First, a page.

Jury trial demanded for Boca teacher caught on camera kissing student

Brian Kornbluth (Provided by Boca Raton police)

DELRAY BEACH — The State Attorney’s Office demanded a jury trial Monday morning for the case against Brian Kornbluth, a Boca Raton charter school teacher who was caught kissing a 10-year-old student on surveillance camera this year.

Judge Paul Damico granted the state’s request for a jury trial and changed the conditions of Kornbluth’s release from jail.

Before Monday’s hearing at the South County Courthouse in Delray, Kornbluth, 28, was released on his own recognizance on two misdemeanor charges of simple battery. Damico ordered that Kornbluth, now employed in the retail industry according to his attorney, have no contact with minors and must report to the court for supervised release.

» READ: Four Delray Beach teens caught breaking into cars in Boca neighborhood

The release conditions were changed for “the safety of the community,” Damico said.

Kornbluth taught at Somerset Academy, which has classes for grades kindergarten through eighth at its Southwest Fourth Avenue campus. He was arrested in mid-Febraury after a school camera caught him kissing a 10-year-old boy on the lips.

The State Attorney’s Office and Boca Raton Police have collected recorded statements from Somerset Academy staff, parents and alleged victims. Kornbluth was friends with some of the parents who were interviewed by police, his attorney Kristine Rosendahl told the judge during the hearing.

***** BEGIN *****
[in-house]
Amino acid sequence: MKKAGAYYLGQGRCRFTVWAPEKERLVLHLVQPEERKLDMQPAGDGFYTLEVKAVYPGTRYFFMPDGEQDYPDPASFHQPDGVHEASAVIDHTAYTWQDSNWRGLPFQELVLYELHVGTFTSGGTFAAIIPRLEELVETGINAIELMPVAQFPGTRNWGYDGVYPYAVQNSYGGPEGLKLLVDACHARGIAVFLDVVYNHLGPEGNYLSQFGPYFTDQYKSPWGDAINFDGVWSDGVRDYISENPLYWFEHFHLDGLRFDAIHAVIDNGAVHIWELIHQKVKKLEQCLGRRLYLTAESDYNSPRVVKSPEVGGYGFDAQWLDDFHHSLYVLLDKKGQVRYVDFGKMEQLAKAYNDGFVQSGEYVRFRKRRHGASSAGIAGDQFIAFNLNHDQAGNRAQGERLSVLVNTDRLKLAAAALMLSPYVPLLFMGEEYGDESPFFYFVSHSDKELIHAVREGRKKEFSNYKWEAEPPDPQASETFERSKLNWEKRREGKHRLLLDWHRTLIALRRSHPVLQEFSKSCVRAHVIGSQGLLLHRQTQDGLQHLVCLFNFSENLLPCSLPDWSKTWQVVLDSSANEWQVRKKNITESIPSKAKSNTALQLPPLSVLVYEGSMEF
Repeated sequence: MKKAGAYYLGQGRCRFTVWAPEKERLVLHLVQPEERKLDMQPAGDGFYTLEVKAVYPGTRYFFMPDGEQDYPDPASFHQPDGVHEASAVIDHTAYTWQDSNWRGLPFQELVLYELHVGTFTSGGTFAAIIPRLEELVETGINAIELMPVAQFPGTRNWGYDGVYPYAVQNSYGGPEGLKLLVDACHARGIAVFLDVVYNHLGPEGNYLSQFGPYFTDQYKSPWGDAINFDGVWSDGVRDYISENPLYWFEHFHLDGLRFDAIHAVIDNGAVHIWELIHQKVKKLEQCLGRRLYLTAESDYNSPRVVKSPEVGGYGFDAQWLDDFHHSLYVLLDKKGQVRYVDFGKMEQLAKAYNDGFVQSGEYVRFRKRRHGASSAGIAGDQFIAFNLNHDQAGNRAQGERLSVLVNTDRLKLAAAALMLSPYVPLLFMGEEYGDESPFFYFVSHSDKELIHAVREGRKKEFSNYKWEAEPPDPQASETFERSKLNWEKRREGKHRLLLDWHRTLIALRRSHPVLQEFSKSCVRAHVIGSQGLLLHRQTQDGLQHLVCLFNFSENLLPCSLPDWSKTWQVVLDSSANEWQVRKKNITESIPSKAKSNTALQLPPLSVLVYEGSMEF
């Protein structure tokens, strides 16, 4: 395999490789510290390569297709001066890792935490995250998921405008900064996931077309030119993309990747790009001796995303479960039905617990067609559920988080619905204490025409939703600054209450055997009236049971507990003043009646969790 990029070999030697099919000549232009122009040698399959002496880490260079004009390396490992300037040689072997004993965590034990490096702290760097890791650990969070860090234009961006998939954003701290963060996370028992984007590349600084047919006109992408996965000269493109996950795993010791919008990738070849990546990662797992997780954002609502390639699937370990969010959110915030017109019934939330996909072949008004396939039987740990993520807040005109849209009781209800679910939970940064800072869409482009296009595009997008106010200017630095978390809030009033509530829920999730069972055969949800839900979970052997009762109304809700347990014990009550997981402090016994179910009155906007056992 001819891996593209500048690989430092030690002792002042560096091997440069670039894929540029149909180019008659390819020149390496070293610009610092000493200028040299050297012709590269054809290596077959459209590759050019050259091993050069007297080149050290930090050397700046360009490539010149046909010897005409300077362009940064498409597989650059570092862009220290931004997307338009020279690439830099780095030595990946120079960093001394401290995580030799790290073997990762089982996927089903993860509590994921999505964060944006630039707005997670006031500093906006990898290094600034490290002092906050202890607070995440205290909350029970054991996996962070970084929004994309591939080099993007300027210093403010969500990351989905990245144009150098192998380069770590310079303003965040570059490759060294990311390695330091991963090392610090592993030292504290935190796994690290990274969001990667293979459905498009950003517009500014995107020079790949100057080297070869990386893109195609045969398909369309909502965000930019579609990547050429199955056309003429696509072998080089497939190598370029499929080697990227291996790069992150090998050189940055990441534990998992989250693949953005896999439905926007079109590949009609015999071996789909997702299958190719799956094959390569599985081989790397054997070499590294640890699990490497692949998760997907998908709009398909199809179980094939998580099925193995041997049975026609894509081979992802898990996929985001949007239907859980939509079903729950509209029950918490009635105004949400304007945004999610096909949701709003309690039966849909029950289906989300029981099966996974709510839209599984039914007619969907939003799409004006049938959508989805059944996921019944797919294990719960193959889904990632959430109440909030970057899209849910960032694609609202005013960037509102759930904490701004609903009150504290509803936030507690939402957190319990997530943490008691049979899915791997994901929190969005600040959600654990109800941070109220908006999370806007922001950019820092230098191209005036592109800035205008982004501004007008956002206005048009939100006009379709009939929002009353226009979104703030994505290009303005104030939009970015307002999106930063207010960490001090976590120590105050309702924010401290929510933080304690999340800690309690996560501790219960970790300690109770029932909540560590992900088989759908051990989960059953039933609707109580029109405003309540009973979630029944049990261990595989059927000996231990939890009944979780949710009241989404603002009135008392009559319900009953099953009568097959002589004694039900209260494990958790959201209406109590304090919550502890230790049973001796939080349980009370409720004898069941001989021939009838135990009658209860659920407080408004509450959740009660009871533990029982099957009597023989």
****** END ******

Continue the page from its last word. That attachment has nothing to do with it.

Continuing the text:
“We hope people aren’t going to jump to conclusions because that is not the way our country was created,” Rosendahl said.

The judge also ordered the State Attorney’s Office to release video and audio evidence to Kornbluth and his attorneys within two weeks. Rosendahl said she hasn’t yet seen the video evidence against Kornbluth.

“There’s always this presumption of guilt,” she said. “We would not be asking for those pieces of evidence unless we thought they were going to vindicate my client.”

The judge specified that Kornbluth can’t speak to minors even at work, although Rosendahl doesn’t expect that to affect his job security.

“At this point the state wants a jury trial and we welcome that opportunity,” Rosendahl said. “Because at that point, the citizens of this county will have the opportunity to see whether there is evidence.”


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